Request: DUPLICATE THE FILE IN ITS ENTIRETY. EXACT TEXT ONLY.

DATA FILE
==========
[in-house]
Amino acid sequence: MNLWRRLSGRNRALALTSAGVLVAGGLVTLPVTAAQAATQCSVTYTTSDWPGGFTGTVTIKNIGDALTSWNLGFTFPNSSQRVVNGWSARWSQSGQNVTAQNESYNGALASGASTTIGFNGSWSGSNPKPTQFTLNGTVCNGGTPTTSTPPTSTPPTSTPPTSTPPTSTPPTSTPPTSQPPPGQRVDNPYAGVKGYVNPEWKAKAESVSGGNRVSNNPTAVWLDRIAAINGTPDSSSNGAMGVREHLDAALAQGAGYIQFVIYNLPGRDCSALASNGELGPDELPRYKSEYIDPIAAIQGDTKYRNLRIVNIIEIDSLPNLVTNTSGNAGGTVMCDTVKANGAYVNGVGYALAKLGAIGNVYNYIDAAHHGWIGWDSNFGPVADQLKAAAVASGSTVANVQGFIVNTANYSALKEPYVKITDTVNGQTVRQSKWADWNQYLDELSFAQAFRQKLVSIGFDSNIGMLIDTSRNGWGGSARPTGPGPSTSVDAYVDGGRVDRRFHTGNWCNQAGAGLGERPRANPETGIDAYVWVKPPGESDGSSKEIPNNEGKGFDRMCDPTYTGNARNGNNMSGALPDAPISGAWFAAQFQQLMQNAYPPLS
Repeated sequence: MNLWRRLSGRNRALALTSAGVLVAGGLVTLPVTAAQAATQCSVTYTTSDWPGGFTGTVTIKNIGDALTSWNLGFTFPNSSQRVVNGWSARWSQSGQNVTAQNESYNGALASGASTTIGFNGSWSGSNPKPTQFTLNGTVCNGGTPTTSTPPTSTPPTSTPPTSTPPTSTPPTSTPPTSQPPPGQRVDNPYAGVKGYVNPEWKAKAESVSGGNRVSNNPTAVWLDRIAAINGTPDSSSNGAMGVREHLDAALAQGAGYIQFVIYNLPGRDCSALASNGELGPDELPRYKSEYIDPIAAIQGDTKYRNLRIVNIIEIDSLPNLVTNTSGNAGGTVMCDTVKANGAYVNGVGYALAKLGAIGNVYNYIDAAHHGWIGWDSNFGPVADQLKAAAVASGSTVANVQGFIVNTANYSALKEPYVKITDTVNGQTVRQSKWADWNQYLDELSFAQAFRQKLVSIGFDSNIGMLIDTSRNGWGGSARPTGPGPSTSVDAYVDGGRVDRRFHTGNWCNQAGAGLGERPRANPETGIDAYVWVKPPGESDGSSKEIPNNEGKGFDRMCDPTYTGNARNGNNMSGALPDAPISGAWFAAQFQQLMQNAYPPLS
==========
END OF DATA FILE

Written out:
[in-house]
Amino acid sequence: MNLWRRLSGRNRALALTSAGVLVAGGLVTLPVTAAQAATQCSVTYTTSDWPGGFTGTVTIKNIGDALTSWNLGFTFPNSSQRVVNGWSARWSQSGQNVTAQNESYNGALASGASTTIGFNGSWSGSNPKPTQFTLNGTVCNGGTPTTSTPPTSTPPTSTPPTSTPPTSTPPTSTPPTSQPPPGQRVDNPYAGVKGYVNPEWKAKAESVSGGNRVSNNPTAVWLDRIAAINGTPDSSSNGAMGVREHLDAALAQGAGYIQFVIYNLPGRDCSALASNGELGPDELPRYKSEYIDPIAAIQGDTKYRNLRIVNIIEIDSLPNLVTNTSGNAGGTVMCDTVKANGAYVNGVGYALAKLGAIGNVYNYIDAAHHGWIGWDSNFGPVADQLKAAAVASGSTVANVQGFIVNTANYSALKEPYVKITDTVNGQTVRQSKWADWNQYLDELSFAQAFRQKLVSIGFDSNIGMLIDTSRNGWGGSARPTGPGPSTSVDAYVDGGRVDRRFHTGNWCNQAGAGLGERPRANPETGIDAYVWVKPPGESDGSSKEIPNNEGKGFDRMCDPTYTGNARNGNNMSGALPDAPISGAWFAAQFQQLMQNAYPPLS
Repeated sequence: MNLWRRLSGRNRALALTSAGVLVAGGLVTLPVTAAQAATQCSVTYTTSDWPGGFTGTVTIKNIGDALTSWNLGFTFPNSSQRVVNGWSARWSQSGQNVTAQNESYNGALASGASTTIGFNGSWSGSNPKPTQFTLNGTVCNGGTPTTSTPPTSTPPTSTPPTSTPPTSTPPTSTPPTSQPPPGQRVDNPYAGVKGYVNPEWKAKAESVSGGNRVSNNPTAVWLDRIAAINGTPDSSSNGAMGVREHLDAALAQGAGYIQFVIYNLPGRDCSALASNGELGPDELPRYKSEYIDPIAAIQGDTKYRNLRIVNIIEIDSLPNLVTNTSGNAGGTVMCDTVKANGAYVNGVGYALAKLGAIGNVYNYIDAAHHGWIGWDSNFGPVADQLKAAAVASGSTVANVQGFIVNTANYSALKEPYVKITDTVNGQTVRQSKWADWNQYLDELSFAQAFRQKLVSIGFDSNIGMLIDTSRNGWGGSARPTGPGPSTSVDAYVDGGRVDRRFHTGNWCNQAGAGLGERPRANPETGIDAYVWVKPPGESDGSSKEIPNNEGKGFDRMCDPTYTGNARNGNNMSGALPDAPISGAWFAAQFQQLMQNAYPPLS